eye3: The Robotic Copter That You Can Afford

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UPDATE: Kickstarter has cancelled funding for eye3 due to delayed deliveries, skepticism that the drone will actually work and suspicion that the eye3 kit is actually pieced together from other kits already sold online. See IEEE Spectrum.

(Thanks to SH readers PatrikD and okiski!)

The eye3 can carry up to 12 pounds of camera equipment for your aerial photography pleasure.
The Holidays may have come and gone, but that’s no reason not to get your hands on the robotic hexacopter eye3. Kickstarter Kellie Sigler and her husband have been working out the kinks (and crashes) for the past two years to optimize the drone for reliable flying so you and I don’t have to. And the best thing is you don’t need a military-sized budget to purchase one.

Targeting cinematographers, journalists, scientists and hobbyists, the eye3 isn’t just a toy but packs enough power to hoist weighty (and expensive) 35mm dSLR cameras or even 16mm motion picture cameras with mounts. It has a durable, high precision carbon and glass fiber frame that weighs just half a kilogram. It uses the popular APM2 open source autopilot platform. Each of the six rotors is powered by a 350-watt motor. The six rotor design is a safety measure: two rotors can fail and the copter will still be brought back safely.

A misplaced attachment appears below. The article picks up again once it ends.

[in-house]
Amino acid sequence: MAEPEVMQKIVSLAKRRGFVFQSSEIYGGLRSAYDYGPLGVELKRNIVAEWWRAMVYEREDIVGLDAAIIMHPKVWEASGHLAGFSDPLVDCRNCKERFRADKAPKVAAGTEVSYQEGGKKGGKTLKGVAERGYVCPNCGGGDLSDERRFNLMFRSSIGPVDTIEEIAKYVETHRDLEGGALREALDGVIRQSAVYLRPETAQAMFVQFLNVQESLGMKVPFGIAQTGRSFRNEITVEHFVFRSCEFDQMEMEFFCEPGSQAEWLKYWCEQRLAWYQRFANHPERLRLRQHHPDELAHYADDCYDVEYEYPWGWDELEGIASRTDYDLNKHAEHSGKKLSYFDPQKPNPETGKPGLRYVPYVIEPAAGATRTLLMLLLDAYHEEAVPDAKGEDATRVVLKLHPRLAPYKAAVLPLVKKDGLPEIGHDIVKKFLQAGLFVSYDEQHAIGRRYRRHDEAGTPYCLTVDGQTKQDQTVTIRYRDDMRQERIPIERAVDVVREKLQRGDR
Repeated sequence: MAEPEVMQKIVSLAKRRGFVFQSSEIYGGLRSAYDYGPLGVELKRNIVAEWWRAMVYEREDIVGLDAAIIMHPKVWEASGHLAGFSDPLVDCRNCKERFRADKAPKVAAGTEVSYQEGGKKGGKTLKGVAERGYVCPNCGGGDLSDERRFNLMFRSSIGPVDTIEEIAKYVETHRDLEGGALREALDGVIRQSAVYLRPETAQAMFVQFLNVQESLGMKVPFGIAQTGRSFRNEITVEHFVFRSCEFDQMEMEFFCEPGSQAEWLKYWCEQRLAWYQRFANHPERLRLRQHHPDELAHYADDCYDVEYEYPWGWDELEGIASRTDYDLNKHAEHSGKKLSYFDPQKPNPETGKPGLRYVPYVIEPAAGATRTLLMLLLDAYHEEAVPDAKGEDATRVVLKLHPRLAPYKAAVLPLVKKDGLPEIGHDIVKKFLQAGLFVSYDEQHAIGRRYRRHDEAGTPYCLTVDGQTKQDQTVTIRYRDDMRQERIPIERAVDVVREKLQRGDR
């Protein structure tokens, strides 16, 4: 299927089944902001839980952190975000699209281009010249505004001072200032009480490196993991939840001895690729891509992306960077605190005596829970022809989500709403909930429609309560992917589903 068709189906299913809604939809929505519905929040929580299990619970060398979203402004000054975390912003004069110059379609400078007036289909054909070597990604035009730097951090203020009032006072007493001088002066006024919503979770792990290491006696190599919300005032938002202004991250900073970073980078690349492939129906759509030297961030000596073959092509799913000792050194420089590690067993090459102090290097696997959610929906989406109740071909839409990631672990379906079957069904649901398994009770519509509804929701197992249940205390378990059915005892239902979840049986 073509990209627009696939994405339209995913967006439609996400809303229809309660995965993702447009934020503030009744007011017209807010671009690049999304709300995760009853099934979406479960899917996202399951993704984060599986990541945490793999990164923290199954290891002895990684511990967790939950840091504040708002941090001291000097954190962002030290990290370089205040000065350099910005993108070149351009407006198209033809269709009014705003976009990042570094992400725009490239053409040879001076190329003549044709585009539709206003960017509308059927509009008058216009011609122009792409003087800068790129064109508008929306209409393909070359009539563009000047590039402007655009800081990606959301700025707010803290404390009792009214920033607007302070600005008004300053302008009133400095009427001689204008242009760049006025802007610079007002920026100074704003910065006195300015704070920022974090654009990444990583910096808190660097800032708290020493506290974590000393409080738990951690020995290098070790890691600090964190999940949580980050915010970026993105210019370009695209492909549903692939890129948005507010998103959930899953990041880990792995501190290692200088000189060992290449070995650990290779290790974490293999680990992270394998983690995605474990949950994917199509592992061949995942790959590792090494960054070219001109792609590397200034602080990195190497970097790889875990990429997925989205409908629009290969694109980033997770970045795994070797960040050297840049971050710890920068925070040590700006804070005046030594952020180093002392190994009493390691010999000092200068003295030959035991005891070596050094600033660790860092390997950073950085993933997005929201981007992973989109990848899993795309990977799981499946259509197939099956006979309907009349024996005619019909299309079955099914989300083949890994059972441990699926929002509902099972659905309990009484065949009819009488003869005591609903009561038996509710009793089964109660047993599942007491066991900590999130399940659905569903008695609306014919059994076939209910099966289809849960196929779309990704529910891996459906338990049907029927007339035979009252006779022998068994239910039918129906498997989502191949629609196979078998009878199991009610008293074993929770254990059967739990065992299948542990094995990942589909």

For $999 you get the basic hexacopter kit, which is the minimum you need to fly. You won’t get the autopilot, and you’ll need to provide your own radio controller. For $1,499 the full autopilot is added, and for $2,499 you get the top package that includes the controller and a handy carrying case for the robocopter.

Think about how much fun you’re going to have while watching the eye3 in the video below. For one thing, it definitely scoots faster through the air than Sigler’s calming, tranquil narrative. The accompanying piano is pretty incongruous with the hexacopter action as well. But that’s fine. They build it, we play with it, and next thing you know we’re causing all sorts of mischief.

Ain’t flying robots fun?

[image credits: Kickstarter]

images: eye3
video: eye3

Peter Murray was born in Boston in 1973. He earned a PhD in neuroscience at the University of Maryland, Baltimore studying gene expression in the neocortex. Following his dissertation work he spent three years as a post-doctoral fellow at the same university studying brain mechanisms of pain and motor control. He completed a collection of short stories in 2010 and has been writing for Singula...

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